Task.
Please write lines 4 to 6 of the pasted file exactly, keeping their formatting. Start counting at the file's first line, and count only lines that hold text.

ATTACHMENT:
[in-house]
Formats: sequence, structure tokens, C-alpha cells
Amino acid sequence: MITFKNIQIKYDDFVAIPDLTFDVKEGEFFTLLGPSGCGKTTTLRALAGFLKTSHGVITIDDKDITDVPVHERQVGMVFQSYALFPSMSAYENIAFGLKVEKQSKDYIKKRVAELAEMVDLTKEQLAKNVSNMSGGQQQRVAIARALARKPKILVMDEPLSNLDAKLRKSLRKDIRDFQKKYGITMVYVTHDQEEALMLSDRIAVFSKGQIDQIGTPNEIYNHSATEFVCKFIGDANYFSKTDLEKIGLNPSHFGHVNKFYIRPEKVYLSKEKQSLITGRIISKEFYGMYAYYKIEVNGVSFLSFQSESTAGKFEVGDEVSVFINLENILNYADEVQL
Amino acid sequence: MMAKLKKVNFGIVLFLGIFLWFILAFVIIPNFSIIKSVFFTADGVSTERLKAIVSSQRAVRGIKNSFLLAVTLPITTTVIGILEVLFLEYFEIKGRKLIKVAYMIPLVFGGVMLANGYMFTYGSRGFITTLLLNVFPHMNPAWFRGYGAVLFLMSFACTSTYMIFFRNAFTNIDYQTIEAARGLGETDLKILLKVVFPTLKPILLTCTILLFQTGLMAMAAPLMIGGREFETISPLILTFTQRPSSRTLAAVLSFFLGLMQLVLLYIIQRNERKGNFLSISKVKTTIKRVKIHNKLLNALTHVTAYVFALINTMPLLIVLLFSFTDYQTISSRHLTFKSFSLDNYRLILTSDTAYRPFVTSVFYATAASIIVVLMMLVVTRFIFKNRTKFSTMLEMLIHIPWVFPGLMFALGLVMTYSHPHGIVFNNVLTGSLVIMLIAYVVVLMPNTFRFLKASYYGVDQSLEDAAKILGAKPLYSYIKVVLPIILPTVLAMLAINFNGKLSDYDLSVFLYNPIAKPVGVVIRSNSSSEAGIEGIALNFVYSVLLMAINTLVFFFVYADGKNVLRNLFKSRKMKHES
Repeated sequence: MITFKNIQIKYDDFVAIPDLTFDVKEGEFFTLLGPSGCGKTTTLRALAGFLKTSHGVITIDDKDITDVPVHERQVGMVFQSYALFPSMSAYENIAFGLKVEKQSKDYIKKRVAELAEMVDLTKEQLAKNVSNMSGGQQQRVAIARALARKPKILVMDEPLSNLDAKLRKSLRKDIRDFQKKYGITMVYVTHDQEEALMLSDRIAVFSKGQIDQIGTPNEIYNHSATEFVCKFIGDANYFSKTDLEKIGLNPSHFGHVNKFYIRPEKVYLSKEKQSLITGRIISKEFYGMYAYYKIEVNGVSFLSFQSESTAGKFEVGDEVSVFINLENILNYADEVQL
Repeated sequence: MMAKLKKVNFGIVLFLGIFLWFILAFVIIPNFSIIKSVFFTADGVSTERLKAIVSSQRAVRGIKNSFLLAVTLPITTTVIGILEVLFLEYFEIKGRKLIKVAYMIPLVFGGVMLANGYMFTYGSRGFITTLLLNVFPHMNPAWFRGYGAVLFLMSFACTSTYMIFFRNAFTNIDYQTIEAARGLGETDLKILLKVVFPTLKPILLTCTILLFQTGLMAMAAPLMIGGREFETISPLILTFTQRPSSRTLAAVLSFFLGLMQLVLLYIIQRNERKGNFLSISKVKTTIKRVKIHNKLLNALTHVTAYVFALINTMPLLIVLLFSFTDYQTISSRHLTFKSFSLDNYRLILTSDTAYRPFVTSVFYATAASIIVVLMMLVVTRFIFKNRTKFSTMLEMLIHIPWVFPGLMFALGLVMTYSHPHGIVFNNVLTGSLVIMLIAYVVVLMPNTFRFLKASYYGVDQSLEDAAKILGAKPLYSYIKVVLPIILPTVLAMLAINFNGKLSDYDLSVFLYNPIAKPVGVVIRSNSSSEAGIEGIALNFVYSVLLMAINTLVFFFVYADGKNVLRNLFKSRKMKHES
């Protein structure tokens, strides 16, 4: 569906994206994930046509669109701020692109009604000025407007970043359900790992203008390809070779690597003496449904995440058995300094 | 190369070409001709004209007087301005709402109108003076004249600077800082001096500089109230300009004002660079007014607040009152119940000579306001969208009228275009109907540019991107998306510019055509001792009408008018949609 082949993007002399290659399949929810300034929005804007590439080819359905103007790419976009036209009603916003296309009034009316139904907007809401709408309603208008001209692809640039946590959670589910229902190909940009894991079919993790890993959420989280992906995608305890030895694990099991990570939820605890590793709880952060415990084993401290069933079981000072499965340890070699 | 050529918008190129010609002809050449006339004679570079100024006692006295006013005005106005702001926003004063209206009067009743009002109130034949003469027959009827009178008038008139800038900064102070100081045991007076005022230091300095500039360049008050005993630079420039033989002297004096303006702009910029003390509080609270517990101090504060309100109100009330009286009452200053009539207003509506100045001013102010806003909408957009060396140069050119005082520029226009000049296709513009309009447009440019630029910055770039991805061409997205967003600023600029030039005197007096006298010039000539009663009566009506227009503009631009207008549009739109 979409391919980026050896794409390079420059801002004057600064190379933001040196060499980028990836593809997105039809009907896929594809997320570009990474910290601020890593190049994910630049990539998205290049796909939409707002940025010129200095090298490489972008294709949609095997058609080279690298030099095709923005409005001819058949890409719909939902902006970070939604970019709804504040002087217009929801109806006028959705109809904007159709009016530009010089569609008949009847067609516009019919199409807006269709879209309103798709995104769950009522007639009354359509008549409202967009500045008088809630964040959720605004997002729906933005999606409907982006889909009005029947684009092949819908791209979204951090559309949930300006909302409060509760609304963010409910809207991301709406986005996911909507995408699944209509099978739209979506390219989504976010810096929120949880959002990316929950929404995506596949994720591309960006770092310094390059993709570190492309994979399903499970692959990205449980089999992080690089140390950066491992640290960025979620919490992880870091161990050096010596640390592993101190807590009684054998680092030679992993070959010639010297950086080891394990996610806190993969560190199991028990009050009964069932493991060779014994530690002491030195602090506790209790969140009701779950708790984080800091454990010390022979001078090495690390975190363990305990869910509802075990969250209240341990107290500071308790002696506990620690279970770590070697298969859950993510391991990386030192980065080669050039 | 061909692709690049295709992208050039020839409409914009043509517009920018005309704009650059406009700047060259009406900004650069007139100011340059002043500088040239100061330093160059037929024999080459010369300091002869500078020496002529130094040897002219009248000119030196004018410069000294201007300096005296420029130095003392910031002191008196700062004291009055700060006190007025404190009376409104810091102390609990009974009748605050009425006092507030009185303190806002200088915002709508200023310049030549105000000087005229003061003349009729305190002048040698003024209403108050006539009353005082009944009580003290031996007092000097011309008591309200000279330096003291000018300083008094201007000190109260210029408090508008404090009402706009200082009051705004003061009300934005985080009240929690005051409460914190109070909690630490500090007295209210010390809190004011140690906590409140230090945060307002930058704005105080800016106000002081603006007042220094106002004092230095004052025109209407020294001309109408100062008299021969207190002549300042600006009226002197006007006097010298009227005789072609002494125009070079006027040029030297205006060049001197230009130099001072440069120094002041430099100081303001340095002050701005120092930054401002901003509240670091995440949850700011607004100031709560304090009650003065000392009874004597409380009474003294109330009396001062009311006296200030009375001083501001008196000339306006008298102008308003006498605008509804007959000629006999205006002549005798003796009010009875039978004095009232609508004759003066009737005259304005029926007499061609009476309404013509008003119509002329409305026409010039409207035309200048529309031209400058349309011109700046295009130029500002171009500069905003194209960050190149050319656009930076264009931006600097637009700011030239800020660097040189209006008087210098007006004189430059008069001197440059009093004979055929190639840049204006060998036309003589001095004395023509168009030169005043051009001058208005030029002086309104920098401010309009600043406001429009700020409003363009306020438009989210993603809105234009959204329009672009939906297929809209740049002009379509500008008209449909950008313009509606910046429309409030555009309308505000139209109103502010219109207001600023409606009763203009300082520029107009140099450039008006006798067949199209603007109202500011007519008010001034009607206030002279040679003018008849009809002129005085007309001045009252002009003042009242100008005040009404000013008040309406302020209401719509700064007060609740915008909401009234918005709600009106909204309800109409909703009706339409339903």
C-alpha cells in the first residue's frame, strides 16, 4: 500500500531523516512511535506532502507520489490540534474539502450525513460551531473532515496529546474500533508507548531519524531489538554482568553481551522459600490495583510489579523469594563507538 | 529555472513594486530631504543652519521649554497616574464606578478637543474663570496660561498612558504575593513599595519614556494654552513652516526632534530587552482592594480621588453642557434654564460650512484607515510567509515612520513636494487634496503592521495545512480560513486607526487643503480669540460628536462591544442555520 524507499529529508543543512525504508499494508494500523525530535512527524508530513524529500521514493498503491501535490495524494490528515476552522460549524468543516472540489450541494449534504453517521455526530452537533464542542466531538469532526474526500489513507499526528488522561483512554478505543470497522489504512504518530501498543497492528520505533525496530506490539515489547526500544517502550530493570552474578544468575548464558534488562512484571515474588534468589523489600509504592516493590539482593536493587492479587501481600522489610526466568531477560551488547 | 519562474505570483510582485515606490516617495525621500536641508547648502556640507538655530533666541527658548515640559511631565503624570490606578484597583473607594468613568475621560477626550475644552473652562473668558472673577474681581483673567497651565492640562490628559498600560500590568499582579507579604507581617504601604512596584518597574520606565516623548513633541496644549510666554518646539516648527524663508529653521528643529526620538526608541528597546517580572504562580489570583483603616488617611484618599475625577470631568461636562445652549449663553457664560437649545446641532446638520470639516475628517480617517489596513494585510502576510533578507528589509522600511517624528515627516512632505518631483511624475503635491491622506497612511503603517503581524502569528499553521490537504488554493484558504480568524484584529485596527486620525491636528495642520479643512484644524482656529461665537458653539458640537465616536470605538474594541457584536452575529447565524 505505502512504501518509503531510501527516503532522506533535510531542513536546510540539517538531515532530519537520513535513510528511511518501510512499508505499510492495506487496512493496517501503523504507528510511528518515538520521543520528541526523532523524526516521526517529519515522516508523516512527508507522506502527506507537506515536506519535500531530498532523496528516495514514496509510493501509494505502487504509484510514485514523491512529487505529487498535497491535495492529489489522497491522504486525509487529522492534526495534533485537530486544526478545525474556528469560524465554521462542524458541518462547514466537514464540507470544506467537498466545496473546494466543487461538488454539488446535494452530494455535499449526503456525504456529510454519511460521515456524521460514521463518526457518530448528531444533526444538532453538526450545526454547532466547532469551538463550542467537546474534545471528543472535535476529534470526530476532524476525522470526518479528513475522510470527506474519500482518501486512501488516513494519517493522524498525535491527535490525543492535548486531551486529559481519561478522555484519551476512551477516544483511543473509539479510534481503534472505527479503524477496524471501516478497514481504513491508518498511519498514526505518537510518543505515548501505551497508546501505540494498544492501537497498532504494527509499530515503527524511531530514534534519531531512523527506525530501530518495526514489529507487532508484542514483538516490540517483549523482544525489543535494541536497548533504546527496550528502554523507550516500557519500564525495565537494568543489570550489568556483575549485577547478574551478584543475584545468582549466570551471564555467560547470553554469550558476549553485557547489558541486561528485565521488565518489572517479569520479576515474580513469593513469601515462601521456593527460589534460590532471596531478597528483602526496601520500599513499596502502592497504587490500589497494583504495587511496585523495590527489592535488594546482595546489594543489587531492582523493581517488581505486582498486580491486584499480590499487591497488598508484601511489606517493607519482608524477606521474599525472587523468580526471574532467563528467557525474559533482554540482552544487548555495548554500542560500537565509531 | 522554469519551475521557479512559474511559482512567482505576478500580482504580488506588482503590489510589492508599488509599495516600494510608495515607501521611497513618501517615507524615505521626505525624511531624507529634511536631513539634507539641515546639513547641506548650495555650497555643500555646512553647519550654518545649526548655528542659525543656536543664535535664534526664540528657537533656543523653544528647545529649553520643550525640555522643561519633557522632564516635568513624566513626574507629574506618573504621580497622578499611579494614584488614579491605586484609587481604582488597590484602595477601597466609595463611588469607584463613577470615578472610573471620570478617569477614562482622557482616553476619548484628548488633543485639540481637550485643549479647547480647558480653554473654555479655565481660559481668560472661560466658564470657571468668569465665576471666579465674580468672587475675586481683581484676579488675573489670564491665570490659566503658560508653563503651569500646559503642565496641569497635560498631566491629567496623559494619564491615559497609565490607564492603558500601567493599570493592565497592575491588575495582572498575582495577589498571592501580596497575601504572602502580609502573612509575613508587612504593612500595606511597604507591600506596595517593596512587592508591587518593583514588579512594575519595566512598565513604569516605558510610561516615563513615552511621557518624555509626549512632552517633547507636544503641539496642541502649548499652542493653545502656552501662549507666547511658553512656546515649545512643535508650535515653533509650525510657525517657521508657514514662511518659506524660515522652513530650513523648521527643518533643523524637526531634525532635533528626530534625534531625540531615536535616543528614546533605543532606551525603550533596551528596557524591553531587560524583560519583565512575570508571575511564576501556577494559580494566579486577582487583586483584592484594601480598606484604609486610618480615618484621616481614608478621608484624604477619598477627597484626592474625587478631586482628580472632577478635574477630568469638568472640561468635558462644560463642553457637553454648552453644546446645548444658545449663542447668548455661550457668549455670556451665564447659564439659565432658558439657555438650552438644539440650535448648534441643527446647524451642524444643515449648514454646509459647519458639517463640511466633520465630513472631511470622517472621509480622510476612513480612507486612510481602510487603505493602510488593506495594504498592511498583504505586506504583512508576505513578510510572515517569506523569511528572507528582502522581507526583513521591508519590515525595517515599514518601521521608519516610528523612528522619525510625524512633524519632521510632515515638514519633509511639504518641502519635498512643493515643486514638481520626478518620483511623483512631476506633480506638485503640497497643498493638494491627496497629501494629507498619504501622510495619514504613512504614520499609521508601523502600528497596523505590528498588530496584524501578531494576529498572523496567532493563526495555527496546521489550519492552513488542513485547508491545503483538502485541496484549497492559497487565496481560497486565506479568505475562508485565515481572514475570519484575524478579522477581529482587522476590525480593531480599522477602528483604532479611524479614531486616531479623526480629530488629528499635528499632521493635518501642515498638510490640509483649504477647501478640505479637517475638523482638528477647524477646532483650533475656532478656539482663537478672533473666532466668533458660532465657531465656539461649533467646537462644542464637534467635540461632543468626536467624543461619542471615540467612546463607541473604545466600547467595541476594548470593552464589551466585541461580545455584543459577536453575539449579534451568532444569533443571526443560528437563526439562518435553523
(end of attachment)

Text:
Amino acid sequence: MMAKLKKVNFGIVLFLGIFLWFILAFVIIPNFSIIKSVFFTADGVSTERLKAIVSSQRAVRGIKNSFLLAVTLPITTTVIGILEVLFLEYFEIKGRKLIKVAYMIPLVFGGVMLANGYMFTYGSRGFITTLLLNVFPHMNPAWFRGYGAVLFLMSFACTSTYMIFFRNAFTNIDYQTIEAARGLGETDLKILLKVVFPTLKPILLTCTILLFQTGLMAMAAPLMIGGREFETISPLILTFTQRPSSRTLAAVLSFFLGLMQLVLLYIIQRNERKGNFLSISKVKTTIKRVKIHNKLLNALTHVTAYVFALINTMPLLIVLLFSFTDYQTISSRHLTFKSFSLDNYRLILTSDTAYRPFVTSVFYATAASIIVVLMMLVVTRFIFKNRTKFSTMLEMLIHIPWVFPGLMFALGLVMTYSHPHGIVFNNVLTGSLVIMLIAYVVVLMPNTFRFLKASYYGVDQSLEDAAKILGAKPLYSYIKVVLPIILPTVLAMLAINFNGKLSDYDLSVFLYNPIAKPVGVVIRSNSSSEAGIEGIALNFVYSVLLMAINTLVFFFVYADGKNVLRNLFKSRKMKHES
Repeated sequence: MITFKNIQIKYDDFVAIPDLTFDVKEGEFFTLLGPSGCGKTTTLRALAGFLKTSHGVITIDDKDITDVPVHERQVGMVFQSYALFPSMSAYENIAFGLKVEKQSKDYIKKRVAELAEMVDLTKEQLAKNVSNMSGGQQQRVAIARALARKPKILVMDEPLSNLDAKLRKSLRKDIRDFQKKYGITMVYVTHDQEEALMLSDRIAVFSKGQIDQIGTPNEIYNHSATEFVCKFIGDANYFSKTDLEKIGLNPSHFGHVNKFYIRPEKVYLSKEKQSLITGRIISKEFYGMYAYYKIEVNGVSFLSFQSESTAGKFEVGDEVSVFINLENILNYADEVQL
Repeated sequence: MMAKLKKVNFGIVLFLGIFLWFILAFVIIPNFSIIKSVFFTADGVSTERLKAIVSSQRAVRGIKNSFLLAVTLPITTTVIGILEVLFLEYFEIKGRKLIKVAYMIPLVFGGVMLANGYMFTYGSRGFITTLLLNVFPHMNPAWFRGYGAVLFLMSFACTSTYMIFFRNAFTNIDYQTIEAARGLGETDLKILLKVVFPTLKPILLTCTILLFQTGLMAMAAPLMIGGREFETISPLILTFTQRPSSRTLAAVLSFFLGLMQLVLLYIIQRNERKGNFLSISKVKTTIKRVKIHNKLLNALTHVTAYVFALINTMPLLIVLLFSFTDYQTISSRHLTFKSFSLDNYRLILTSDTAYRPFVTSVFYATAASIIVVLMMLVVTRFIFKNRTKFSTMLEMLIHIPWVFPGLMFALGLVMTYSHPHGIVFNNVLTGSLVIMLIAYVVVLMPNTFRFLKASYYGVDQSLEDAAKILGAKPLYSYIKVVLPIILPTVLAMLAINFNGKLSDYDLSVFLYNPIAKPVGVVIRSNSSSEAGIEGIALNFVYSVLLMAINTLVFFFVYADGKNVLRNLFKSRKMKHES